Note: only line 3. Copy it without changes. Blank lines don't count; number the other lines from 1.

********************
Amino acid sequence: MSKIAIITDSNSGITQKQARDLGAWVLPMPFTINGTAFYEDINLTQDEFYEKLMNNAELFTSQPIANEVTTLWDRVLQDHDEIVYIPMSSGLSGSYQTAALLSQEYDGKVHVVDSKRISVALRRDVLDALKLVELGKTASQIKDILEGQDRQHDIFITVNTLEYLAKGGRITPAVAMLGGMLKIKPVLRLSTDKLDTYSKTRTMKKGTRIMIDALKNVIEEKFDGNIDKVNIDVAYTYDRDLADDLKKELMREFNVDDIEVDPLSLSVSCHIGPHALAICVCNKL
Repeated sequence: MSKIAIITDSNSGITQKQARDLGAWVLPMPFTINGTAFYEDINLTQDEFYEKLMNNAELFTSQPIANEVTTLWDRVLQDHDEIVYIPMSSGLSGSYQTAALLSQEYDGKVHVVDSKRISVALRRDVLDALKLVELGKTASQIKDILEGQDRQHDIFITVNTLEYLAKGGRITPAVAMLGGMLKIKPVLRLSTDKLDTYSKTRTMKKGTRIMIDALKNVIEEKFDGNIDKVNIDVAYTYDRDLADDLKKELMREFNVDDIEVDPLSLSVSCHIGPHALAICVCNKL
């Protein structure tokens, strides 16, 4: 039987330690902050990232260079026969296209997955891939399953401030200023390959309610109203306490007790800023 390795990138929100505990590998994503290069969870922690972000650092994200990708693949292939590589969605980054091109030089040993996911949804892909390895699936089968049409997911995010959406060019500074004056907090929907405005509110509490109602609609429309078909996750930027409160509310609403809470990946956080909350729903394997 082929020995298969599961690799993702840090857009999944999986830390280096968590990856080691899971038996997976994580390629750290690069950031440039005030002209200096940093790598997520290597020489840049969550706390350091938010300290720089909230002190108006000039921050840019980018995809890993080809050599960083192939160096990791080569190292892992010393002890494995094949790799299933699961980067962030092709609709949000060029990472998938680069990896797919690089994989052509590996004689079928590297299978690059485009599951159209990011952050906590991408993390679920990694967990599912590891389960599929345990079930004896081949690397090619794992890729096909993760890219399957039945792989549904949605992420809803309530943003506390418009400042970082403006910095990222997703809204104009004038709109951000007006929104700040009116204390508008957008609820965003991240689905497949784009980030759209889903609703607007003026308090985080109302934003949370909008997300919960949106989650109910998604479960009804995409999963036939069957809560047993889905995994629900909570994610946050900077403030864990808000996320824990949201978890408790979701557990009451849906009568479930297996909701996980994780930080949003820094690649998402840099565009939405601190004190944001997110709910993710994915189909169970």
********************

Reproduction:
């Protein structure tokens, strides 16, 4: 039987330690902050990232260079026969296209997955891939399953401030200023390959309610109203306490007790800023 390795990138929100505990590998994503290069969870922690972000650092994200990708693949292939590589969605980054091109030089040993996911949804892909390895699936089968049409997911995010959406060019500074004056907090929907405005509110509490109602609609429309078909996750930027409160509310609403809470990946956080909350729903394997 082929020995298969599961690799993702840090857009999944999986830390280096968590990856080691899971038996997976994580390629750290690069950031440039005030002209200096940093790598997520290597020489840049969550706390350091938010300290720089909230002190108006000039921050840019980018995809890993080809050599960083192939160096990791080569190292892992010393002890494995094949790799299933699961980067962030092709609709949000060029990472998938680069990896797919690089994989052509590996004689079928590297299978690059485009599951159209990011952050906590991408993390679920990694967990599912590891389960599929345990079930004896081949690397090619794992890729096909993760890219399957039945792989549904949605992420809803309530943003506390418009400042970082403006910095990222997703809204104009004038709109951000007006929104700040009116204390508008957008609820965003991240689905497949784009980030759209889903609703607007003026308090985080109302934003949370909008997300919960949106989650109910998604479960009804995409999963036939069957809560047993889905995994629900909570994610946050900077403030864990808000996320824990949201978890408790979701557990009451849906009568479930297996909701996980994780930080949003820094690649998402840099565009939405601190004190944001997110709910993710994915189909169970």